Dr. Cynthia Toolin-Wilson
This course considers the person of Jesus Christ and the theology of the Incarnation, with particular attention to the development of Christological doctrine and to the theology of Thomas Aquinas.
1. Students will demonstrate a knowledge of basic Christological dogma.
2. Students will demonstrate an ability to explain basic information about the divinity of Christ, and what follows from that, to others.
3. Students will demonstrate an ability to explain basic information about the humanity of Christ, and what follows from that, to others.
Based primarily on Aquinas' Summa, Part III, the following seven topics are examined: General information on the Incarnation, The Person of Christ, The assumed nature of Christ, The co-assumed nature of Christ, Consequences concerning Christ, Consequences concerning the relation to his Father, and, Consequences concerning man.
This week you will learn what Thomas says about the fitness of the Incarnation.
This week you will learn what Thomas says about the mode of the union of the Word incarnate.
This week you will learn what Thomas says about the mode of union on the part of the person assuming.
This week you will learn what Thomas says about the mode of union of the part of human nature.
This week you will learn what Thomas says about the parts of human nature which were assumed and the order of assumption.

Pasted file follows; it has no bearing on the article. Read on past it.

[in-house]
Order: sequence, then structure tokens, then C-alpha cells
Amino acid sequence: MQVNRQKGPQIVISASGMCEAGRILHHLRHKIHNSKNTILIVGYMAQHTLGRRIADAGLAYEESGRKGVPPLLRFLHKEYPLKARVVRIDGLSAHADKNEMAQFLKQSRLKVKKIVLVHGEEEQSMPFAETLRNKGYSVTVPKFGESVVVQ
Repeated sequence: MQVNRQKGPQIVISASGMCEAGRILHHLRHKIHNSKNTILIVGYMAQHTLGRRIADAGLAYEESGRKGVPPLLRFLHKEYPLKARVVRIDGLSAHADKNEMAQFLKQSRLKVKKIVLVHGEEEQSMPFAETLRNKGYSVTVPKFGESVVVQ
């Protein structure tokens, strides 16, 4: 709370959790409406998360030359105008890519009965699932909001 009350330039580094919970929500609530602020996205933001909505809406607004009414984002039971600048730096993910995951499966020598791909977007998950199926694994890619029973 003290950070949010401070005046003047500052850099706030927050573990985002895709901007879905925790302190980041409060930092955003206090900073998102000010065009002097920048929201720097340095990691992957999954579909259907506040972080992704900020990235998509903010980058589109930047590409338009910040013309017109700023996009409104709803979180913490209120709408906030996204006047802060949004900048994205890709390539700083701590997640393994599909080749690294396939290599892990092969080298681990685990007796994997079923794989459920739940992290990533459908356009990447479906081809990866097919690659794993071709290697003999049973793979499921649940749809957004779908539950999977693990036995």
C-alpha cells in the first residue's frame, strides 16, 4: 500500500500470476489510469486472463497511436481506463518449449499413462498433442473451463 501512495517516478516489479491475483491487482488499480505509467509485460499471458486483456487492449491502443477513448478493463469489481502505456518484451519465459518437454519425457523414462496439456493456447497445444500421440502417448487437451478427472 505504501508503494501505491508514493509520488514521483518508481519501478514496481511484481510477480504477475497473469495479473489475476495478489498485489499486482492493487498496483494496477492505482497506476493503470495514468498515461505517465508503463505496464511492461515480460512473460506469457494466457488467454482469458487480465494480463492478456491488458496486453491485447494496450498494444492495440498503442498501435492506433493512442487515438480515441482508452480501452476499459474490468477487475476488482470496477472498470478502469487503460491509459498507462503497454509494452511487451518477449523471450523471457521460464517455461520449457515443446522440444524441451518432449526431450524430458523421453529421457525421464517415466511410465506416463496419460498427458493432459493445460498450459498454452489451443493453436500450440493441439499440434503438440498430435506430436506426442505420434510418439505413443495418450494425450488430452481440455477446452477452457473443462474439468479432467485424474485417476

This week you will learn what Thomas says about Christ's three "kinds" of grace.
This week you will begin to learn what Thomas says about Christ's "kinds" knowledge.
This week you will continue to learn what Thomas says about Christ's "kinds" of knowledge.
This week you will learn what Thomas says about the power of Christ's soul.
This week you will learn what Thomas says about the defects of the body and of the soul assumed by Christ.
This week you will learn what Thomas says about things applicable to Christ in his being and becoming, as well as about his nativity.
This week you will learn what Thomas says about Christ's unity of will and unity of operation.
This week you will learn what Thomas says about Christ's subjection to the Father, his prayer and his priesthood.
This week you will learn what Thomas says about adoption as befitting Christ, the predestination of Christ, the adoration of Christ, and Christ as called the mediator of God and man.
This week you will learn what Thomas says about Christ in the Summa Contra Gentiles, Book 4.
Post your summary by Thursday, 11:59 p.m., Eastern Time. You also must respond to the summaries of ONLY two other students by Saturday, 11:59 p.m., Eastern Time.